• Lotion and decorative key chain for his wife
  • Fishing gear - 4 lures and some a few dozen hooks
  • $120
Without an airstrip, stuff often has more value than money when trading here, which has been handy for us.

Anne-Marie and I with Temo, our favorite artisan.

By about 5pm we were returning to the boat when we saw our friends from SV Nyon in the anchorage. We hadn't seem them since La Paz back in December and went over to pay them a visit. We invited them over for dinner to catch up, and Busby treated them to some delicious seared yellow fin tuna (which we caught a few days ago) and flambeed banana desert. It was great to catch up and hear how their crossing went. It's always nice to see a familiar face on the other side of the world in paradise.

Finally we settled down for the night at about 9 pm, as the wind started to pickup from the valley as it often does at night here. The wind sweeps down the steep cliffs and blows out to sea. The anchorage is a bit deep and falls steeply off into the sea, often causing problems for boats the don't anchor well. At 10 pm Anne-Marie awoke to the sound of an anchor windlass running, and got me up as well. We both poked our heads out the vberth hatch and observed as a boat directly upwind of us was hauling up their anchor and driving around in the dark. Their anchor had dragged and they needed to re-anchor in the bay. When they started to drop their anchor directly up wind of us, it became time to get dressed and pay particular attention to this boat. Moment's after getting on deck it was clear that where this boat was attempting to drop their anchor would result in them crashing right into us. Busby yelled something at them and I yelled we had 300 feet of scope out, finally he realized that he was in a bad position, but nearly too late! As we had been yelling, he had been getting blown towards us quite quickly, and he was now about a boat length to port (left), just ahead of our bow. By the time he got back to his helm and gunned the engine, his prop wash (the tendency of the propeller to initially spin the boat sideways before building forward momentum) sent his stern directly towards our bow! Busby and I were standing right at the bow of Starship, Busby pushed the other boat away as it swung inches away from our bow, and had to duck as the other boat's solar panels passed over our bow pulpit!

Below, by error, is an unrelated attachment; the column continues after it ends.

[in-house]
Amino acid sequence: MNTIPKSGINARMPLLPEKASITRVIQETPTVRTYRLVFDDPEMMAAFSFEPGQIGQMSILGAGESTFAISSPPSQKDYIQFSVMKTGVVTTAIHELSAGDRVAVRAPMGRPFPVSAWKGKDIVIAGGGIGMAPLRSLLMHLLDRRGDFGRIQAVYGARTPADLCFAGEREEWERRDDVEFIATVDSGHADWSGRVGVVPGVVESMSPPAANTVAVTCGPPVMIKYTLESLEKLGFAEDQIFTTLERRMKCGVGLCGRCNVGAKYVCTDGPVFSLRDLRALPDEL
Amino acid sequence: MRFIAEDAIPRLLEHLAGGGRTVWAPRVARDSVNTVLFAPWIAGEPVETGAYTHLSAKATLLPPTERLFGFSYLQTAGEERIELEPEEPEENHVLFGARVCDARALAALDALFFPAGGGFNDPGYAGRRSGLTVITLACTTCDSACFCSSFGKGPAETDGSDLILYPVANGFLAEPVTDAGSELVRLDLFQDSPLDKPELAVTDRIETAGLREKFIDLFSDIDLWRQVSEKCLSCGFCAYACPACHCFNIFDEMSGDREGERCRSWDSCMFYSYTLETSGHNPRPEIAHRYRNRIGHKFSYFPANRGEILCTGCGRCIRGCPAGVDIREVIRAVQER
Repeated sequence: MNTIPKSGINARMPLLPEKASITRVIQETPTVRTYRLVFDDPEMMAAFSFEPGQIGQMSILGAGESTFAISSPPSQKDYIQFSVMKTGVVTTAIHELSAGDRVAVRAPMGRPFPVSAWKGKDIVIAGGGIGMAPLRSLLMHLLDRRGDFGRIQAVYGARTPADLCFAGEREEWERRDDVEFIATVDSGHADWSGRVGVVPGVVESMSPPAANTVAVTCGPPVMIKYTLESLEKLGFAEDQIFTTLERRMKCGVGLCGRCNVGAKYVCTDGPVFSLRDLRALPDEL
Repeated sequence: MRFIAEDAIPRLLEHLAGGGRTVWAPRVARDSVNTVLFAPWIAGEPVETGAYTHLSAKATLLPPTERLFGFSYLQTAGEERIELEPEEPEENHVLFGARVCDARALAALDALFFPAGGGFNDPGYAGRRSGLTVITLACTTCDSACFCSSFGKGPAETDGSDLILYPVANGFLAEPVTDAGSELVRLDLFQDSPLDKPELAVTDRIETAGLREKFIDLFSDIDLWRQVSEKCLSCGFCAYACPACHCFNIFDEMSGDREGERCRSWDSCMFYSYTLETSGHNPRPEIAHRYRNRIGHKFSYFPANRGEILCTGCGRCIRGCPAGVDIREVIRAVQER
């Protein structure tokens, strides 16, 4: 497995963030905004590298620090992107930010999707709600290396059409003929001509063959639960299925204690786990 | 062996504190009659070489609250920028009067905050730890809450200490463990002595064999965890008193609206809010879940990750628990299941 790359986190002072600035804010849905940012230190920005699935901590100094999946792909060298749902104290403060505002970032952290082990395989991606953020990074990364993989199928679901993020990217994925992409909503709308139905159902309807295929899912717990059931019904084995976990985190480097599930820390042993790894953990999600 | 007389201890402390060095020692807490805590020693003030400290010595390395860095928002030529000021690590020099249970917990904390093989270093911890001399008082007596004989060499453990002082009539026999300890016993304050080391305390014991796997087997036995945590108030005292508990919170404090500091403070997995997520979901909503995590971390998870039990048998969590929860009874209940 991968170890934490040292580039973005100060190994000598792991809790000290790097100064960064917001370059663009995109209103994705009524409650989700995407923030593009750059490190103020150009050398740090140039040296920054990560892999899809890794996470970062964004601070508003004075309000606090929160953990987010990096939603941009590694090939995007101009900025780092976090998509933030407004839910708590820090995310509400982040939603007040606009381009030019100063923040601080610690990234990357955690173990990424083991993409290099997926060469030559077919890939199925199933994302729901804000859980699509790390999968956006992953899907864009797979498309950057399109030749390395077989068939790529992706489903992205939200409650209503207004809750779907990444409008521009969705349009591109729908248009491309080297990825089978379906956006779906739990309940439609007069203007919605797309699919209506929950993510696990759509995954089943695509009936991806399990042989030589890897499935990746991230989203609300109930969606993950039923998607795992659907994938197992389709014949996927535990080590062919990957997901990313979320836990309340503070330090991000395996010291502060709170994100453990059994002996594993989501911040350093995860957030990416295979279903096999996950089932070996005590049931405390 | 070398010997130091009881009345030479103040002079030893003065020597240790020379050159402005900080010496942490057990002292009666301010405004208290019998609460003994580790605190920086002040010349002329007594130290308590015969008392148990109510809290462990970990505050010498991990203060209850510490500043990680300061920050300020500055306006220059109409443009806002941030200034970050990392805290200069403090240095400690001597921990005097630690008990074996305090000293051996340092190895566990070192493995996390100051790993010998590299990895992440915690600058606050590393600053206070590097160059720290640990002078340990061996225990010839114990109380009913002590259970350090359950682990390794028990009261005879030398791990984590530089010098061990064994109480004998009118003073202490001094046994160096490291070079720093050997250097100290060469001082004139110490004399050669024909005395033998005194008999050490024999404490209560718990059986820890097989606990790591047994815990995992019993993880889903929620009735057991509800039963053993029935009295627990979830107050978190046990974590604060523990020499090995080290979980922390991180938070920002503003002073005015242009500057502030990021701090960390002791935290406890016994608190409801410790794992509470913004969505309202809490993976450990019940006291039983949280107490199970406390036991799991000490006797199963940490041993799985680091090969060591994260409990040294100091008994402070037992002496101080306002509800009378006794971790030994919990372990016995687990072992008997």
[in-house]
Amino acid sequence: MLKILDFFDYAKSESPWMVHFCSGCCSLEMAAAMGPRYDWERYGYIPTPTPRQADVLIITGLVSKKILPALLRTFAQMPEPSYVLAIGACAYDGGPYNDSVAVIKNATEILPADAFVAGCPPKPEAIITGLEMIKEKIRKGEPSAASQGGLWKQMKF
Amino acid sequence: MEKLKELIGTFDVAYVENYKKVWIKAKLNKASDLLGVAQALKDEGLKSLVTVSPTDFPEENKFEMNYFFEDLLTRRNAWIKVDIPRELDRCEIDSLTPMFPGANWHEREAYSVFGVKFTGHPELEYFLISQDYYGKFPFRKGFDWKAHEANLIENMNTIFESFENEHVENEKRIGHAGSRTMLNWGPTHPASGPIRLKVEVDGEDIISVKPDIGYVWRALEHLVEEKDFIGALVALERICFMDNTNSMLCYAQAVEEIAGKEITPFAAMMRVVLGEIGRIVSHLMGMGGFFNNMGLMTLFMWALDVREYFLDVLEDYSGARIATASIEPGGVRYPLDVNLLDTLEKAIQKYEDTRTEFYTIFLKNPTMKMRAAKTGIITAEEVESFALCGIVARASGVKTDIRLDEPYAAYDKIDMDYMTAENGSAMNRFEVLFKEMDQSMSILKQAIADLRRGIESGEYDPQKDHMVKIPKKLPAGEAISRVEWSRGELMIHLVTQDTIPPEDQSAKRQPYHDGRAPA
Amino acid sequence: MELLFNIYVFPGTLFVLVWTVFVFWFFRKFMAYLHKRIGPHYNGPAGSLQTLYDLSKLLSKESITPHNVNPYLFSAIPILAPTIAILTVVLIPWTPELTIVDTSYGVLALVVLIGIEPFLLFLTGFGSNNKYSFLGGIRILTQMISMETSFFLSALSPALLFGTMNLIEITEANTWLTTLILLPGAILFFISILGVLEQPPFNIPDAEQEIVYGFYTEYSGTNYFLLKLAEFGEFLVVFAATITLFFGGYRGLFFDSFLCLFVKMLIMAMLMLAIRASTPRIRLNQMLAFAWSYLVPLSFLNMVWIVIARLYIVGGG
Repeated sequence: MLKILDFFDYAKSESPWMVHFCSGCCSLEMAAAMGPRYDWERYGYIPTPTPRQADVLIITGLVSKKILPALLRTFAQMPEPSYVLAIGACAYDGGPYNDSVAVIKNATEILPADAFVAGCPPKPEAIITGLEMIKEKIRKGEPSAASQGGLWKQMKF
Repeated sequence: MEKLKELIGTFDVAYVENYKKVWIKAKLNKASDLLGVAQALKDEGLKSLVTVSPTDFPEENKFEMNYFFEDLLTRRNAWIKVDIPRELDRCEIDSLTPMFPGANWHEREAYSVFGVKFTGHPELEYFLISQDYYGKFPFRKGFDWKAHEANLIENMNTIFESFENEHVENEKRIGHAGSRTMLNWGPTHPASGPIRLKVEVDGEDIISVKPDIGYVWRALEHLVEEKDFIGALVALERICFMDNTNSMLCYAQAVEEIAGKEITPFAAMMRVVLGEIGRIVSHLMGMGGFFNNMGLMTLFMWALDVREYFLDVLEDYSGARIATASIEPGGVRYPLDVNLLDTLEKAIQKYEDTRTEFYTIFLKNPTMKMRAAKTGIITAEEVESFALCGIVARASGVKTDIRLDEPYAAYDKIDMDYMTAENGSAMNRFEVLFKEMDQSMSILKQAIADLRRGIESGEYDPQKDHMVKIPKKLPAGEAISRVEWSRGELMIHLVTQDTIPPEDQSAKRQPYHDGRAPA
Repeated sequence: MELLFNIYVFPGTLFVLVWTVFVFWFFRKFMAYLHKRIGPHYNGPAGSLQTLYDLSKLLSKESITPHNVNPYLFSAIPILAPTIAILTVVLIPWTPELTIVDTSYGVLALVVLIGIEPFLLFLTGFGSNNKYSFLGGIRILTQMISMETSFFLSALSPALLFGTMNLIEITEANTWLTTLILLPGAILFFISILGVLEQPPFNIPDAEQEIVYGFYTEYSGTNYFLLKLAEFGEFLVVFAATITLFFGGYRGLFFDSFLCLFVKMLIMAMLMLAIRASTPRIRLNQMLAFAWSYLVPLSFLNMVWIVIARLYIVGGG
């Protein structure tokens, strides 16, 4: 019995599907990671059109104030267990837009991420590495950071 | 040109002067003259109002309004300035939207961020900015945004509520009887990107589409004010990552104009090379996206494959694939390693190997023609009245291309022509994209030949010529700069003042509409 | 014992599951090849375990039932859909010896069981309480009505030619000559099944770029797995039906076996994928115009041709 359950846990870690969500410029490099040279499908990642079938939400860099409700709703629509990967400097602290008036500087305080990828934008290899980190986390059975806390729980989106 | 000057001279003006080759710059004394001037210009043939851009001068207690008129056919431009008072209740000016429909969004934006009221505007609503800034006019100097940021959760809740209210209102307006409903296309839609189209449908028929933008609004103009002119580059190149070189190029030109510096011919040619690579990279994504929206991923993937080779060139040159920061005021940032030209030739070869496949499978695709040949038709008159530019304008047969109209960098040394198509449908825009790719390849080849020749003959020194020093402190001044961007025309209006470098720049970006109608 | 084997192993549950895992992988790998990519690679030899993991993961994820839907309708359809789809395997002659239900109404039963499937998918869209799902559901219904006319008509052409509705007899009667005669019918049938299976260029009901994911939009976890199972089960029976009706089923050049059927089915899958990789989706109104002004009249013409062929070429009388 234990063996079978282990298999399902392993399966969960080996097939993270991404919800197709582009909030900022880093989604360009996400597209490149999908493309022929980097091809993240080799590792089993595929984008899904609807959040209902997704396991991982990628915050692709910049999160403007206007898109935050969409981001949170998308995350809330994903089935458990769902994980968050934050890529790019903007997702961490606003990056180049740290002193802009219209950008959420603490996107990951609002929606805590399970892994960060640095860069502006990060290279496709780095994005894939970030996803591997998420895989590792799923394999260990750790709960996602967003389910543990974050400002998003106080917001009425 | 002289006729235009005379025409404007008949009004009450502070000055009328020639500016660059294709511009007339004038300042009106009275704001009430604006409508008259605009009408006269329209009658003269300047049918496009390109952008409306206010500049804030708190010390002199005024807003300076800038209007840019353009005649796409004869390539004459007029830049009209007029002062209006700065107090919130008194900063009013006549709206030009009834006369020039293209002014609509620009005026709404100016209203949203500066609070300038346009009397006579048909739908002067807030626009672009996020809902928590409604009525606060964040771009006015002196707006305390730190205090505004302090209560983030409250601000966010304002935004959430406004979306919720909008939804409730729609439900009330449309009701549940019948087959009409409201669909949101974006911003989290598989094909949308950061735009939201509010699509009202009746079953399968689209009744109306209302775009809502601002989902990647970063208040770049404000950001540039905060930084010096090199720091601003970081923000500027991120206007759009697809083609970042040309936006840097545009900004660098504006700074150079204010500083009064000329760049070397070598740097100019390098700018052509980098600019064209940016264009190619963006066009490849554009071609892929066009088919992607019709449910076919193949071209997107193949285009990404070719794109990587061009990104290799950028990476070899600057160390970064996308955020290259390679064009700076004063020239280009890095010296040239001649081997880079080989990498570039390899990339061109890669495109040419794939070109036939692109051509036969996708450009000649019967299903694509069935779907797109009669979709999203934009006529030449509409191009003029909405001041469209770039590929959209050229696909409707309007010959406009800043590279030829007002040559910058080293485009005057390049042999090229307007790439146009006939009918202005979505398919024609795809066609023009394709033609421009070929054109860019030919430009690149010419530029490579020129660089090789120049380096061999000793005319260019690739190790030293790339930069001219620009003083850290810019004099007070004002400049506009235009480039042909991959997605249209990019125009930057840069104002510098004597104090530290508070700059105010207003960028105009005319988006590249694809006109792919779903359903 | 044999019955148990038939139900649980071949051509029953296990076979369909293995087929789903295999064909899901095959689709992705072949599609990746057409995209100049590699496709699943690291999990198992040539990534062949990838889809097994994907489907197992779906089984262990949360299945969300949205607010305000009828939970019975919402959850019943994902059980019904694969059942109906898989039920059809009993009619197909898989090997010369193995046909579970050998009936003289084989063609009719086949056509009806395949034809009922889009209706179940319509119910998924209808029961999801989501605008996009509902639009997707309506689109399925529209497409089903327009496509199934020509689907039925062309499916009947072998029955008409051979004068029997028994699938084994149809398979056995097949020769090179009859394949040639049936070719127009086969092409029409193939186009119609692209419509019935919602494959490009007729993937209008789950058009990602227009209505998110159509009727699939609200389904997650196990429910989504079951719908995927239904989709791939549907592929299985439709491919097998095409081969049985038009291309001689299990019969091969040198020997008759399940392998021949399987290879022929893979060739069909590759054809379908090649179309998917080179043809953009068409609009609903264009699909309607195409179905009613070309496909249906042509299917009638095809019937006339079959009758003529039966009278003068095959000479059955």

The other boat started to pickup their anchor for yet another attempt, when all of a sudden one could see there was a problem with getting the chain up. They had jammed their windlass somehow, and were now running ropes back to cockpit winches to try and get the anchor up. Anne-Marie in the meantime had gone to the stern and started to collect fenders in case of another close encounter. While the other boat was trying to unjam their windlass, they started to blow back on us again and Busby ran to the stern to get the fenders from Anne-Marie, telling her "They are coming again!!". Now the three of us were at the bow fenders in hand as again the other boat gunned their engine to get away from us! This time they passed about 5 feet in front of our bow, which we all agreed seemed like miles away compared to the last time.

During this whole ordeal the captain of the other boat was screaming obscenities and insults at his wife, the likes of which I wouldn't say to a dog which had bitten me. Meanwhile his wife like a deer in headlights, was terrified to do anything besides the orders so harshly shouted at her, and terrified even more about fulfilling those orders incorrectly. Finally they had managed to get their anchor on board, and went out of the anchorage to get this sorted out, giving us a much needed break from the chaos. We waited anxiously in the cockpit for their next attempt at anchoring, with the spreader lights on to ensure their was no confusion as to where we were in the anchorage. A half dozen other boats in the anchorage were also lit up having seen all the commotion. Finally the third time was a charm, they came in and dropped their anchor on our port side, such that they fell back safely downwind of us. Again we waited to be sure that they were not dragging and going to make another attempt, when at last their running lights were turned off and their anchor light turned on.

Anne-Marie said she had never been so terrified during the whole crossing, or our prior year of cruising, as that night with that dragging boat. Indeed it was certainly the closest call we have had while at anchor, and goes to show that even if you are doing everything right, the biggest danger may be your neighbor who isn't.